• Maintain a permanent student file (either electronic or hard copy) for each student. At minimum, each file will include the following:
    • Application packet co,plied by the Graduate school
    • Prospective Student Evaluation
    • Welcome to the MFT Program email sent by faculty interviewer denoting admission status (i.e., regular or probationary).
    • Student’s Letter of Intent and Acceptance of Diversity Statement (an email from the student documenting their intent to begin the program and their affirmation of having read and their willingness to abide by, the program’s diversity statement).
    • Admission Information Letter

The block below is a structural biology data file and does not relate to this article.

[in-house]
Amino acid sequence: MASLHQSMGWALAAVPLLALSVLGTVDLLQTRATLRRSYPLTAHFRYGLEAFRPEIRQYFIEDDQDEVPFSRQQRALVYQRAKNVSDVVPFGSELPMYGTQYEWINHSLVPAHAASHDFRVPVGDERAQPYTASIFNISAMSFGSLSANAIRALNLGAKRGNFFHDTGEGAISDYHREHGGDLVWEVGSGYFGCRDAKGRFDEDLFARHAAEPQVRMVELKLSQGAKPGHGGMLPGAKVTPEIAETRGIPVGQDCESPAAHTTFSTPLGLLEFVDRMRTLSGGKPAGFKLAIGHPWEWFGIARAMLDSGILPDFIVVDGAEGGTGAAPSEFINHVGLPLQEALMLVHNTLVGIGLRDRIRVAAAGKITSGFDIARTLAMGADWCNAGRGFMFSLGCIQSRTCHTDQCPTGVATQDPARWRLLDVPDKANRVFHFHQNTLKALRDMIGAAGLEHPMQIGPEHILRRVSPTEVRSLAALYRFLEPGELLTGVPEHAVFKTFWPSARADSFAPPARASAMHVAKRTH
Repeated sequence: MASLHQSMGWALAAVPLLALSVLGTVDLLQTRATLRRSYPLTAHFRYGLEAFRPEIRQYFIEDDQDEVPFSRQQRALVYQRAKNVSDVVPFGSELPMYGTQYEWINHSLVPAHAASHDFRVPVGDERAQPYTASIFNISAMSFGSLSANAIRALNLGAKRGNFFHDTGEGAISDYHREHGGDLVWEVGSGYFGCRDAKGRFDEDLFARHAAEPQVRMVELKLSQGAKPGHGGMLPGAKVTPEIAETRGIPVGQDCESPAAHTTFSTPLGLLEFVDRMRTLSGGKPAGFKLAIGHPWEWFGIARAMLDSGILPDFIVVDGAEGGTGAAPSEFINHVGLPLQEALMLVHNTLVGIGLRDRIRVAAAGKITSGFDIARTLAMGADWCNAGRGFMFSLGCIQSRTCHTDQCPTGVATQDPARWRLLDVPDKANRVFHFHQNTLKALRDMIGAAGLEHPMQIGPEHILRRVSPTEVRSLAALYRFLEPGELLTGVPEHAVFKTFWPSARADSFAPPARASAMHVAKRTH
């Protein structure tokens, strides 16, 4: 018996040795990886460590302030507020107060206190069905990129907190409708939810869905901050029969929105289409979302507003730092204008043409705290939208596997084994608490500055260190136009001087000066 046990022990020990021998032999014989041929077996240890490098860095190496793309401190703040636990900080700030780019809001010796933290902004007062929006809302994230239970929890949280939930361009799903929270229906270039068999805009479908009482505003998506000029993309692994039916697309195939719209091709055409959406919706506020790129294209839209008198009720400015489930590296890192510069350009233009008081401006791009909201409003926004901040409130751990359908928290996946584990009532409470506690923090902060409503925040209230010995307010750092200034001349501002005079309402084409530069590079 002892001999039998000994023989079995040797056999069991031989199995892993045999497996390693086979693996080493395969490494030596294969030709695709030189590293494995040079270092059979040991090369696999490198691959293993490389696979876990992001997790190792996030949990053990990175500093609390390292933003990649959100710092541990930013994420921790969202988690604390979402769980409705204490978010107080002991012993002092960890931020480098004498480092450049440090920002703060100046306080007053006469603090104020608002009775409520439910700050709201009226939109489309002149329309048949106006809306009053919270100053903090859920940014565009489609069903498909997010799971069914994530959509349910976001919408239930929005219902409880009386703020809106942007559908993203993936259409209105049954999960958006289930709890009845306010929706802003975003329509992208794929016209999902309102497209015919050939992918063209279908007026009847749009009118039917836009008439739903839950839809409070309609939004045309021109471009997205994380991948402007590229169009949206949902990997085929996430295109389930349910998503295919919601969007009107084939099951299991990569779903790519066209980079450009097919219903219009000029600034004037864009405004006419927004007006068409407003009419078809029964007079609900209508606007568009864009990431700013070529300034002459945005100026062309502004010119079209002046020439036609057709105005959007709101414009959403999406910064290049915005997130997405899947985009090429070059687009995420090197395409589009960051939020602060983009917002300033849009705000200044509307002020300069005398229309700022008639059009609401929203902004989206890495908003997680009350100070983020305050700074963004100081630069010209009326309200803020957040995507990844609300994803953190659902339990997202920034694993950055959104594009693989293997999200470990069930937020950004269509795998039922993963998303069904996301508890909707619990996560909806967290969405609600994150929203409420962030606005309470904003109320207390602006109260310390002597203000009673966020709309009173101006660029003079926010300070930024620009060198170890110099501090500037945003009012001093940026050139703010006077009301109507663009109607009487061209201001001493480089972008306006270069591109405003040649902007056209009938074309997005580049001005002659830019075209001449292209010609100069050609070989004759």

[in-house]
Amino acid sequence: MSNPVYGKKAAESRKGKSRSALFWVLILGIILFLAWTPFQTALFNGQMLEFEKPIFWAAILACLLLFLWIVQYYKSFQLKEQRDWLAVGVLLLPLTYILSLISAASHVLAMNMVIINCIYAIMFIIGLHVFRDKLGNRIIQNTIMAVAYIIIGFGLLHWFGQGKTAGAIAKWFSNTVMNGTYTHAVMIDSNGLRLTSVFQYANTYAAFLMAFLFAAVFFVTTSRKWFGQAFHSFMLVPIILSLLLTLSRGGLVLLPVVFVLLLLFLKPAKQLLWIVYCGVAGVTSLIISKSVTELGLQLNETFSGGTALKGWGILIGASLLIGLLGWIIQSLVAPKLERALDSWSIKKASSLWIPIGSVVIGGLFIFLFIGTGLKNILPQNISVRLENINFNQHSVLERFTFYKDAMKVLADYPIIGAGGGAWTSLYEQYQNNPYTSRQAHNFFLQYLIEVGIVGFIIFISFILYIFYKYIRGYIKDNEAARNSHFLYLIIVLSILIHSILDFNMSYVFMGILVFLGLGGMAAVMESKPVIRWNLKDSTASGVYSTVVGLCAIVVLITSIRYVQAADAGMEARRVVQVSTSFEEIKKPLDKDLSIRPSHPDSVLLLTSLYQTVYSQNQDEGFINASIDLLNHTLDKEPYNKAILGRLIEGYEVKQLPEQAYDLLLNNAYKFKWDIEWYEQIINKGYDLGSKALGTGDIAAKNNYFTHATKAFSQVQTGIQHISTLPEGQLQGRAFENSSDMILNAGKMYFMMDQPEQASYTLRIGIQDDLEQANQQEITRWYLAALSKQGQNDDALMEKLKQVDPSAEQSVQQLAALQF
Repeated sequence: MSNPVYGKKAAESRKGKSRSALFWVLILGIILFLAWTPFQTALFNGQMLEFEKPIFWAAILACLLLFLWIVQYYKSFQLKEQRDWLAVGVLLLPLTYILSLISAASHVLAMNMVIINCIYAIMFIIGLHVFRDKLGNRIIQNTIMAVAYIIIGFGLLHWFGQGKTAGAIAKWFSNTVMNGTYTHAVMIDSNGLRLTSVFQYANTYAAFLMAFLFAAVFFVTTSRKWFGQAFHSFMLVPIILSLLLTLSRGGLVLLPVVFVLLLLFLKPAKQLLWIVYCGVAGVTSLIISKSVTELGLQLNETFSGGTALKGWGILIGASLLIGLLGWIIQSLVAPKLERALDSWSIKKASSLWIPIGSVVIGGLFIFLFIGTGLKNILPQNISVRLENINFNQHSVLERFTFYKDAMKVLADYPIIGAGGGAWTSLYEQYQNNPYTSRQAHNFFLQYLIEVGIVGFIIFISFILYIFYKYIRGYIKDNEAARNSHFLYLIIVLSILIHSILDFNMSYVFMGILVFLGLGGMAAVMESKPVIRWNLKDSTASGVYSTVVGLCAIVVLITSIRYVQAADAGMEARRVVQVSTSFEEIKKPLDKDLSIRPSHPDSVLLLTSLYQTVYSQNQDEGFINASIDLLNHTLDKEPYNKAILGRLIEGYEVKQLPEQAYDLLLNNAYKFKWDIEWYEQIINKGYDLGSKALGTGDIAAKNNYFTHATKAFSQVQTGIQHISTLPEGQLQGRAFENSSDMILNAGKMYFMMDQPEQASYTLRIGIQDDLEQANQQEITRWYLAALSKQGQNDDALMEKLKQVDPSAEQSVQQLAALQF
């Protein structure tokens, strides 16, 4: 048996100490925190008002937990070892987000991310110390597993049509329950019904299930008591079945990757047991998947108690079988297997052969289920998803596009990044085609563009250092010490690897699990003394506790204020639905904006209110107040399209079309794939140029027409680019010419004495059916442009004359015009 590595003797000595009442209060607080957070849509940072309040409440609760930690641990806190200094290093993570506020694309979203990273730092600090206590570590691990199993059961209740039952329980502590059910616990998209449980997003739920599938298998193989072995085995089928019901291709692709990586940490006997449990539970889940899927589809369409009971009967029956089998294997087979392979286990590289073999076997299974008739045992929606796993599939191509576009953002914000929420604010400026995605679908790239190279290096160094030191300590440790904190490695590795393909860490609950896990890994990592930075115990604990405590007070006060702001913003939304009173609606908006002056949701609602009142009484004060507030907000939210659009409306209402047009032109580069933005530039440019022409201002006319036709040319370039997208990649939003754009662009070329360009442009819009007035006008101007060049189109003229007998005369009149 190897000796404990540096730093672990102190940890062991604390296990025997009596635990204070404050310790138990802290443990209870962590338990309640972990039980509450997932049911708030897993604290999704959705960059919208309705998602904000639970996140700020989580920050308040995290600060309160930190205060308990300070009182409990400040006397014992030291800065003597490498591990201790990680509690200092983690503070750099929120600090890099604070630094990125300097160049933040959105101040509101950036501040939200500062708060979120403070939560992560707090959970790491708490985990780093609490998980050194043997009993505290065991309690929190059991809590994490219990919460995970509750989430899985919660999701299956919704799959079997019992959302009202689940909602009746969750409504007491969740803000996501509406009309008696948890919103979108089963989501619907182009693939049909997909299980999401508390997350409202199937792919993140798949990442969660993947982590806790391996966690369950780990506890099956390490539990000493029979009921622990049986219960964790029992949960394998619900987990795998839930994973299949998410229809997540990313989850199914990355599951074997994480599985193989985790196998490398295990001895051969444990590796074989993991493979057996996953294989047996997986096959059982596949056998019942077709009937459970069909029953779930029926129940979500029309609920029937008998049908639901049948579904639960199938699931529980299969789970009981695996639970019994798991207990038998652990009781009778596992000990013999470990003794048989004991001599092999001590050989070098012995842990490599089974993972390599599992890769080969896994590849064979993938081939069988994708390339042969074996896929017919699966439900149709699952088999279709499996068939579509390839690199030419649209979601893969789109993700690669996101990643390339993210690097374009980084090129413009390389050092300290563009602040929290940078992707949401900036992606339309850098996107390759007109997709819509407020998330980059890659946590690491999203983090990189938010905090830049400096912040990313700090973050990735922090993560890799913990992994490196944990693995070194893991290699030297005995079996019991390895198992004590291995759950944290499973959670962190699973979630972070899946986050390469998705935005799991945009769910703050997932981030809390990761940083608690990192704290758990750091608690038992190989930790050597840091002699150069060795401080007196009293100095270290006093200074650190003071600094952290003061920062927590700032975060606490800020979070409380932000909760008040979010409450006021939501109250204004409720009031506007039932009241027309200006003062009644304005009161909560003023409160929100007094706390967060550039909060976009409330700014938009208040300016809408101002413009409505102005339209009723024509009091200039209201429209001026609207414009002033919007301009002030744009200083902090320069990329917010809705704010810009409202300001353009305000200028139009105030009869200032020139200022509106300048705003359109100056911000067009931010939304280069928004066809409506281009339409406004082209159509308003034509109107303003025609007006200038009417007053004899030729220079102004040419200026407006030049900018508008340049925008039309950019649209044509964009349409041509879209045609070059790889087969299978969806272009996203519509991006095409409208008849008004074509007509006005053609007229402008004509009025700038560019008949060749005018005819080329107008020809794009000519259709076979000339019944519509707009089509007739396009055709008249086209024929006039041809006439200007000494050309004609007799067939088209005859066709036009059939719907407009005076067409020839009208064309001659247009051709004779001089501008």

• Comprehensive Exam I
    • Comprehensive Exam I Evaluation Rubric
    • Comprehensive Exam II
    • Comprehensive Exam II Evaluation Rubric
    • Graduation Check sheet
    • Post graduate transcript showing conferral of MFT degree

The advising process depends on the thoughtful participation of the students. Students must assume the following responsibilities:

  • Know the requirements for completing the program, graduation, and other university requirements published on the MFT Program and university websites and/or the university catalog.
  • Work with an advisor to develop a curriculum plan which will allow them to stay on track for their planned graduation, recognizing other responsibilities they might have including family and work obligations.
  • Contact the assigned advisor when concerns arise. These might include deficiency points that have been earned, when any changes are made such as dropping a course(s), when concerned about grades, or when substituting courses.